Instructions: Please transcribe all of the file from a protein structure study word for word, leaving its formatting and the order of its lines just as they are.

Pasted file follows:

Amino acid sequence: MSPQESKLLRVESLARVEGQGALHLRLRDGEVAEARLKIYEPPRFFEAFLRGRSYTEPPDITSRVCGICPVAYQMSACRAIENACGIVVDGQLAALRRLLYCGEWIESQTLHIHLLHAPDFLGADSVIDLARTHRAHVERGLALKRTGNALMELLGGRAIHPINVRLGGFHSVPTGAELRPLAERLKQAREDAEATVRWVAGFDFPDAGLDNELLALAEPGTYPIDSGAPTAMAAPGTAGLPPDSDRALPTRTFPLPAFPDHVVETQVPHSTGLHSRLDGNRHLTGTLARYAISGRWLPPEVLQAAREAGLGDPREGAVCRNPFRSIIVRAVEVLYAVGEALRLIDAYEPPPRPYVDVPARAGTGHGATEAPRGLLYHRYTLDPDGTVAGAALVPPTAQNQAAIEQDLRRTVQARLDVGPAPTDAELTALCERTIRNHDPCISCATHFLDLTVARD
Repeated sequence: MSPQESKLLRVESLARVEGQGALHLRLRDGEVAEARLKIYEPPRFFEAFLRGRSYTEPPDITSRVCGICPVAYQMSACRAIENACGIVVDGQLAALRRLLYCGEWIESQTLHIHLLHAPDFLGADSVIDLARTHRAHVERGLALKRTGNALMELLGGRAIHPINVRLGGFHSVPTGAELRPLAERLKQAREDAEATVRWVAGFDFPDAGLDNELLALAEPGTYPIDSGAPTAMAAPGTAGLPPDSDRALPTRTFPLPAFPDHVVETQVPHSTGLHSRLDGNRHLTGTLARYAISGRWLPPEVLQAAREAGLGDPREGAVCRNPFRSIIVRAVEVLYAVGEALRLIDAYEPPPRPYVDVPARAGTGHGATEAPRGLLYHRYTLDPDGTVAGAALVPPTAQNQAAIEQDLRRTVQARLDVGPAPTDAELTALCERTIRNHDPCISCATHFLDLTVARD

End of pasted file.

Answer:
Amino acid sequence: MSPQESKLLRVESLARVEGQGALHLRLRDGEVAEARLKIYEPPRFFEAFLRGRSYTEPPDITSRVCGICPVAYQMSACRAIENACGIVVDGQLAALRRLLYCGEWIESQTLHIHLLHAPDFLGADSVIDLARTHRAHVERGLALKRTGNALMELLGGRAIHPINVRLGGFHSVPTGAELRPLAERLKQAREDAEATVRWVAGFDFPDAGLDNELLALAEPGTYPIDSGAPTAMAAPGTAGLPPDSDRALPTRTFPLPAFPDHVVETQVPHSTGLHSRLDGNRHLTGTLARYAISGRWLPPEVLQAAREAGLGDPREGAVCRNPFRSIIVRAVEVLYAVGEALRLIDAYEPPPRPYVDVPARAGTGHGATEAPRGLLYHRYTLDPDGTVAGAALVPPTAQNQAAIEQDLRRTVQARLDVGPAPTDAELTALCERTIRNHDPCISCATHFLDLTVARD
Repeated sequence: MSPQESKLLRVESLARVEGQGALHLRLRDGEVAEARLKIYEPPRFFEAFLRGRSYTEPPDITSRVCGICPVAYQMSACRAIENACGIVVDGQLAALRRLLYCGEWIESQTLHIHLLHAPDFLGADSVIDLARTHRAHVERGLALKRTGNALMELLGGRAIHPINVRLGGFHSVPTGAELRPLAERLKQAREDAEATVRWVAGFDFPDAGLDNELLALAEPGTYPIDSGAPTAMAAPGTAGLPPDSDRALPTRTFPLPAFPDHVVETQVPHSTGLHSRLDGNRHLTGTLARYAISGRWLPPEVLQAAREAGLGDPREGAVCRNPFRSIIVRAVEVLYAVGEALRLIDAYEPPPRPYVDVPARAGTGHGATEAPRGLLYHRYTLDPDGTVAGAALVPPTAQNQAAIEQDLRRTVQARLDVGPAPTDAELTALCERTIRNHDPCISCATHFLDLTVARD